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Colin Tench Project - Hair In A G-String (Unfinished But Sweet) CD (album) cover


Colin Tench Project


Crossover Prog

4.06 | 260 ratings

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Symphonic Team
5 stars Ed Sheehan once said "I can't tell you the key to success, but the key to failure is trying to please everyone" but that is not the case for Colin Tench Project (CTP). Rather than trying to please everyone the band take detours into a vast variety of musical styles and this culminates in an album with surprises around every corner on HAIR IN A G STRING (UNFINISHED BUT SWEET). There are Samba and Latin rhythms mixed with extended keyboard and lead breaks, sporadic passages of jumpy beats and dissonance merged in among beautiful pastoral ballads. One song might sound like The Beatles and then the next launches into a full blown progressive instrumental. This is the type of album that grows slowly on the listener. It's adorned in an attractive artistic cover and booklet illustrated by Sonia Mota always capturing life perfectly at the stroke of a brush.

The real highlights are found in the songs with lyrics so well sung by Peter Jones. However the instrumental tracks are musical ear candy especially the Hair in a G String segments. Tench is masterful on lead guitar making it soar and dive at every opportunity. He is joined by a plethora of musical geniuses each adding their own quirky intervention.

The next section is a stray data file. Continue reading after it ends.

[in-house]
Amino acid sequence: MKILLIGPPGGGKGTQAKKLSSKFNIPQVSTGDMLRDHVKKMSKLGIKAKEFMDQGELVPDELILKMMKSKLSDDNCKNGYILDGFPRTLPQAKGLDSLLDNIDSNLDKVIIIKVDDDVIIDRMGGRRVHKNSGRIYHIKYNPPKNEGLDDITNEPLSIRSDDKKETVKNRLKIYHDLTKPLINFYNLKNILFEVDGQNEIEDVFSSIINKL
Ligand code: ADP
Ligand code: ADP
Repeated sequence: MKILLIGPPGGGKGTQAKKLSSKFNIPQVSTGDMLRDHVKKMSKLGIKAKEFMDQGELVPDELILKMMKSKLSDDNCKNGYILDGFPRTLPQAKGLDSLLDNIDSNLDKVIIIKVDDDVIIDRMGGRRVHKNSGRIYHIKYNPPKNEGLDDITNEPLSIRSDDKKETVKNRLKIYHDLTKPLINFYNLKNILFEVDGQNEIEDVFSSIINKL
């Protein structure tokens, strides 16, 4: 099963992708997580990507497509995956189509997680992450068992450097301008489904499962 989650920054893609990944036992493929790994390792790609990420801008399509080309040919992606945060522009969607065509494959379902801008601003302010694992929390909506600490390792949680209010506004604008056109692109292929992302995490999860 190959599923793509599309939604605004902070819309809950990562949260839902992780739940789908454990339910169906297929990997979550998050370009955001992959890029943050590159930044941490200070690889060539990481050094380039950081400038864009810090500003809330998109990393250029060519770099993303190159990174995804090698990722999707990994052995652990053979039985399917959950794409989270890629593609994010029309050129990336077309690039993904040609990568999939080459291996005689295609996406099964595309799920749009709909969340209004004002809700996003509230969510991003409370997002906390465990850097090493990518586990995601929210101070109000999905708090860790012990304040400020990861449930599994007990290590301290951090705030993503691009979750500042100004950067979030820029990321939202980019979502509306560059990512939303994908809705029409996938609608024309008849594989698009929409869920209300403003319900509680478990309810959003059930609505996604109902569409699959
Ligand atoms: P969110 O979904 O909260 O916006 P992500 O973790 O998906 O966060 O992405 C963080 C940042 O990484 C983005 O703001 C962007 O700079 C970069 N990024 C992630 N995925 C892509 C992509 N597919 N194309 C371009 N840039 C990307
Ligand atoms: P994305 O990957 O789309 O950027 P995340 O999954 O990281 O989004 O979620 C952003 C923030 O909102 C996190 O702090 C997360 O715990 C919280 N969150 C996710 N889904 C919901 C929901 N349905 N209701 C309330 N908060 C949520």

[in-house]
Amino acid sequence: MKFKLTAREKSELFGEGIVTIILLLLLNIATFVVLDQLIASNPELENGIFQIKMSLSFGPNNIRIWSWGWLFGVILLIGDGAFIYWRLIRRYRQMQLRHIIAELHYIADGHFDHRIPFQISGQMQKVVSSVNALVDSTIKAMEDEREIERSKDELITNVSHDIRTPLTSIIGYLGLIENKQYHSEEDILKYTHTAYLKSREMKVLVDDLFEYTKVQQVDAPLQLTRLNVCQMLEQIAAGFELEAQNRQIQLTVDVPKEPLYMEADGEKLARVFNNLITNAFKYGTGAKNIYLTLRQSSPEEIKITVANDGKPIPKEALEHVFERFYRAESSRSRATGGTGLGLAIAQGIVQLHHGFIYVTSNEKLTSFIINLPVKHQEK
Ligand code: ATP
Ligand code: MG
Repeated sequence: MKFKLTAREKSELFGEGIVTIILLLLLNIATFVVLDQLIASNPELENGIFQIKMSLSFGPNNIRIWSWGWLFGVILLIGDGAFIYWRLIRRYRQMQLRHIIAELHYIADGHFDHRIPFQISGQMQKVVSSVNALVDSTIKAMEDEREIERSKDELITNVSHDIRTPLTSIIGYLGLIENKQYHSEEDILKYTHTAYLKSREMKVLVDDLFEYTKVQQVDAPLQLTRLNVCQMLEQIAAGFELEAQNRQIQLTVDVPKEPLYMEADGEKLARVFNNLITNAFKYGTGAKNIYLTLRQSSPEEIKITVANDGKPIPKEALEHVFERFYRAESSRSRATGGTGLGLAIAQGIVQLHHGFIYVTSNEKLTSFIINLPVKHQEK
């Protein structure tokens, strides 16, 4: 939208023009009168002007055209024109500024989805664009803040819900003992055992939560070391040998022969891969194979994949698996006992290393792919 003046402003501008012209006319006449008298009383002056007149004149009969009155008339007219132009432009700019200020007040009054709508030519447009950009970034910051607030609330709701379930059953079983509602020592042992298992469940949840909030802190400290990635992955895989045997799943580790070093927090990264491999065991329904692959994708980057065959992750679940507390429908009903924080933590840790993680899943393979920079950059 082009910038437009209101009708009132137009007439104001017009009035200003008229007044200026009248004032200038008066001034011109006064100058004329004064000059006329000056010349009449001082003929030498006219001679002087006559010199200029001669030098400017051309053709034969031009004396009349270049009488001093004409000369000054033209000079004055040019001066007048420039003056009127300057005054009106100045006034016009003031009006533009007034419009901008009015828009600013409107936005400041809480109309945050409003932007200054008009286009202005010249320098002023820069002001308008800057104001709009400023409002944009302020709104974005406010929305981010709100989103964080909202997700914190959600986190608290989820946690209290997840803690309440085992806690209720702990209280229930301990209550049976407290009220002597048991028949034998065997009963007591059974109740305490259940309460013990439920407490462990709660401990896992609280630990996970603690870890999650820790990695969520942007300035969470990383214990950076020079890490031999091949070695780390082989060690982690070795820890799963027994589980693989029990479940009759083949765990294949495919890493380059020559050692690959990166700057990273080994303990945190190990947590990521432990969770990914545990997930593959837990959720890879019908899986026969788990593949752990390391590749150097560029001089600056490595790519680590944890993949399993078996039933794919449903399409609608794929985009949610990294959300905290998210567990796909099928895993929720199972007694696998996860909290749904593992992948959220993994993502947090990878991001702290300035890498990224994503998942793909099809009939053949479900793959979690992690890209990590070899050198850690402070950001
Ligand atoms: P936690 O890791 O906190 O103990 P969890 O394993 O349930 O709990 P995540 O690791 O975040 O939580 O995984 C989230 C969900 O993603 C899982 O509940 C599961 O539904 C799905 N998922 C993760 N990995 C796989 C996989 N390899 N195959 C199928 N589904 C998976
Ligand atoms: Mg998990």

The album opens with a symphonic space suite sounding like Star Trek and as soon as we hear the chimes, a wonderful acoustic accompaniment vibrates into a romantic sonnet. The harp glissando signifies a new movement and the lead guitars layer across the soundscape. This is beauty in a musical format. The vocals implores us to throw off some clothes so we can begin. It sounds as theatrical as Peter Gabriel. Peter Jones has a sweet timber in his voice and it's magnified by the cacophony of sounds including a gorgeous sax sound. A great start to the album.

The next track proves that CTP are capable of radio friendly commercial excellence. They are not People pleasers: for such people take most criticism personally; and Feel an extraordinary fear of rejection. The lyrics of Can't See it any other Way speak of making decisions and not allowing one to surrender their lives to the opinions of others. I love that Beatles sound on the song; melodic and calm.